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Summary:

Microsoft suppliers say the company is considering a touch-face smartwatch. If true, it won’t be the first time the company offered such a device, but the time to market is critical.

SPOT watches

Microsoft is considering a smartwatch device, reportedly having asked parts suppliers to provide suitable hardware earlier in the year. According to the Wall Street Journal, Microsoft hasn’t yet committed to the project, which will use a small touchscreen for the watch face. Time may be against the company if it waits too long.

Image 4 for post Channel 9 shows the SPOT watch( 2004-09-22 20:35:11) As someone who bought a Microsoft smartwatch in 2004 — did anyone else purchase a SPOT Watch? — I’m confident the company has the know-how to build a wearable gadget. My SPOT Watch offered news, weather, calendar notifications and other useful data on my wrist.

The idea was sound, but Microsoft made a fatal mistake: It used FM radio signals for the watch’s connectivity, right as mobile broadband technology was getting off the ground. As a result, the limited, one-way network technology for SPOT Watches was quickly outdated.

That issue was one of market timing and I can’t help but wonder as to the timing of this report. From the Zune music player to the new Surface RT hardware and now a potential smartwatch, it seems like Microsoft is chasing form factors instead of leading innovation.

It’s been clear, for example, that the PC industry has been undergoing a radical shift in both sales and demand for the past few years. Why? There are many reasons — economic and hardware longevity, for example — but a new market for consumer tablets in early 2010 is a key one. Yet, Microsoft couldn’t react quickly enough: Surface RT, with its touch-friendly interface, didn’t hit the market until late 2012.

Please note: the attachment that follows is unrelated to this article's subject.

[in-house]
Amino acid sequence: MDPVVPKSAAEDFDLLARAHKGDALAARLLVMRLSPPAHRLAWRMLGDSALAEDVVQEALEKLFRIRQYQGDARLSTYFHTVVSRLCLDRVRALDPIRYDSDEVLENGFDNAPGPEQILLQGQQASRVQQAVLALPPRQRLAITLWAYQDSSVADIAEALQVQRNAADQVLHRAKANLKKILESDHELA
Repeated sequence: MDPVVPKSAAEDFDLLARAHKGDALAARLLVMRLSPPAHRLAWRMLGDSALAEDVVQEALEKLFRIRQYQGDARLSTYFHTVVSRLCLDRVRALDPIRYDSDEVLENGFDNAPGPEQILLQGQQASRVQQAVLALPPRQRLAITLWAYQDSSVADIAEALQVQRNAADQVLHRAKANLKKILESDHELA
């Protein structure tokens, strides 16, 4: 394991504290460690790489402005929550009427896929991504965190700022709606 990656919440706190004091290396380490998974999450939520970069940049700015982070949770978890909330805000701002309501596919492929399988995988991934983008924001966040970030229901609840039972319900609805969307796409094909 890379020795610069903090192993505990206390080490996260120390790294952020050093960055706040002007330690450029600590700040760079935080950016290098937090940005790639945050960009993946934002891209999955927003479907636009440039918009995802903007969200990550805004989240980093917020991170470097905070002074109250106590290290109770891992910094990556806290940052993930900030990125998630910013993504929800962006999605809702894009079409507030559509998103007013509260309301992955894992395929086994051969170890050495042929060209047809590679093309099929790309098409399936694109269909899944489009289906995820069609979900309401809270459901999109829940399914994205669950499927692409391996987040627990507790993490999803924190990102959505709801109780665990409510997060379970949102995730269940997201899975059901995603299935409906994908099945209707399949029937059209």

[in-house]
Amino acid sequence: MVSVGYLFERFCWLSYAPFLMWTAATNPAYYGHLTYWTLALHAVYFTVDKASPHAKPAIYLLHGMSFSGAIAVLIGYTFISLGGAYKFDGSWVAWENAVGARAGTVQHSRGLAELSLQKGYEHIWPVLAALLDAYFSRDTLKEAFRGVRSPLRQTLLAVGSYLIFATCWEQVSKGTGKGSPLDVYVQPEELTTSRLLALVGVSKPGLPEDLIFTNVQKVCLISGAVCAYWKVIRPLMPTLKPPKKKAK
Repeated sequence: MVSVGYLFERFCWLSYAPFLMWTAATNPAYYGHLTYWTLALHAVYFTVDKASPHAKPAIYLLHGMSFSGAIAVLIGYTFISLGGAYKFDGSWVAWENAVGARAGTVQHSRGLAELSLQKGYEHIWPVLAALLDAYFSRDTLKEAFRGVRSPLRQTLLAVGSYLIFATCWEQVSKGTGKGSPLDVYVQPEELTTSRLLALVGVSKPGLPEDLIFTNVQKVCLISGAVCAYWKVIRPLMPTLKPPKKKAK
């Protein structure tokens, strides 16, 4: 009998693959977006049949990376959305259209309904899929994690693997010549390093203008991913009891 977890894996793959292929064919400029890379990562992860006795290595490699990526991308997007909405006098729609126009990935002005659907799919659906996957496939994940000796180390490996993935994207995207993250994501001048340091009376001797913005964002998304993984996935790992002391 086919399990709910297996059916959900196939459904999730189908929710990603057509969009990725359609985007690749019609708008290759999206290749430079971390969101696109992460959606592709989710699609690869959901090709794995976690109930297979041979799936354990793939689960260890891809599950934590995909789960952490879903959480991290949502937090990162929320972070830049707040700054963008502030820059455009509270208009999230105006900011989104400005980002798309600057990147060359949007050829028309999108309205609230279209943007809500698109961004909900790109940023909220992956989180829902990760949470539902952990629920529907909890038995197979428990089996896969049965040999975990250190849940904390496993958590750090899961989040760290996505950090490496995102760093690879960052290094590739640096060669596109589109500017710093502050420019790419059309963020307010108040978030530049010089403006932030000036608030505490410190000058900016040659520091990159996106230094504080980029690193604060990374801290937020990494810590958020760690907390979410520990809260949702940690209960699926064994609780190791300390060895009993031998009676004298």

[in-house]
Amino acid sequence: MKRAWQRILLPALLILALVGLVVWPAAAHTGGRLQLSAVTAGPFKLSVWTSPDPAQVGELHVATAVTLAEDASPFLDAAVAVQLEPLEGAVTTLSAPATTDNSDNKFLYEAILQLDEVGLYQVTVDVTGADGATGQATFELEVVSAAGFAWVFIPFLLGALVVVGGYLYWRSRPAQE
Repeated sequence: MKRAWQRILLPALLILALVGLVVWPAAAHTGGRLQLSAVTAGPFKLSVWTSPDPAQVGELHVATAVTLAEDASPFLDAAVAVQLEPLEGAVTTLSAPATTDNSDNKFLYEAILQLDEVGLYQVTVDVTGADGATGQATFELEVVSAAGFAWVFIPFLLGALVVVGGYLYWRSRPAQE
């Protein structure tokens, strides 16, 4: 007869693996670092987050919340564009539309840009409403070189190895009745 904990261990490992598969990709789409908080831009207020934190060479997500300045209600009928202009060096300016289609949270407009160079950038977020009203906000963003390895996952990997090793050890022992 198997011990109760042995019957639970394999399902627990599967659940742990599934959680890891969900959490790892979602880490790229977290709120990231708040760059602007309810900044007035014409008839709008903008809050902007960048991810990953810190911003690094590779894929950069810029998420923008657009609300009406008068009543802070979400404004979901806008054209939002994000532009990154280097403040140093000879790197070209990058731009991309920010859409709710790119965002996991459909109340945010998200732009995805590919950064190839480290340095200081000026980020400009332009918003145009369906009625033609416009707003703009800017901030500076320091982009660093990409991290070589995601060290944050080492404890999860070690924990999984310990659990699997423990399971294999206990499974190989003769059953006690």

The wearable gadget market started gaining attention last year — see the Pebble, MetaWatch and others — so if Microsoft wants to be a serious contender here, it needs to pick up the pace. It’s not too late yet; the market for wearable gadgets is just getting started. The last thing Microsoft needs right now, however, is for an Apple iWatch or Google Now timepiece to hit the market sooner rather than later.

  1. Windows 8 wRisT

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  2. Give it a rest M$, your days of really innovating are behind you!

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  3. Richard Bennett Monday, April 15, 2013

    The world’s smartest watches these days are made for fitness enthusiasts by companies like Garmin, Polar, and Timex. They typically include GPS, accelerometer, altimeter, temperature sensor, compass, personal area network connections such as Bluetooth and/or ANT+, and some sort of computer interface for uploading training data and downloading maps. It would be nice if companies like MS and Apple would make these devices since the fitness people are pretty limited when it comes to network connections and software. Ideally, we’d get to an apps marketplace for the fitness companies and others who want to concentrate on their own secret sauce and leave the OS/HW to the folks who know how to do that sort of thing.

    The watch doesn’t have to be a replacement for the smart phone, but it can be a very nice supplement. We’ll see who’s smart enough to seize the opportunity.

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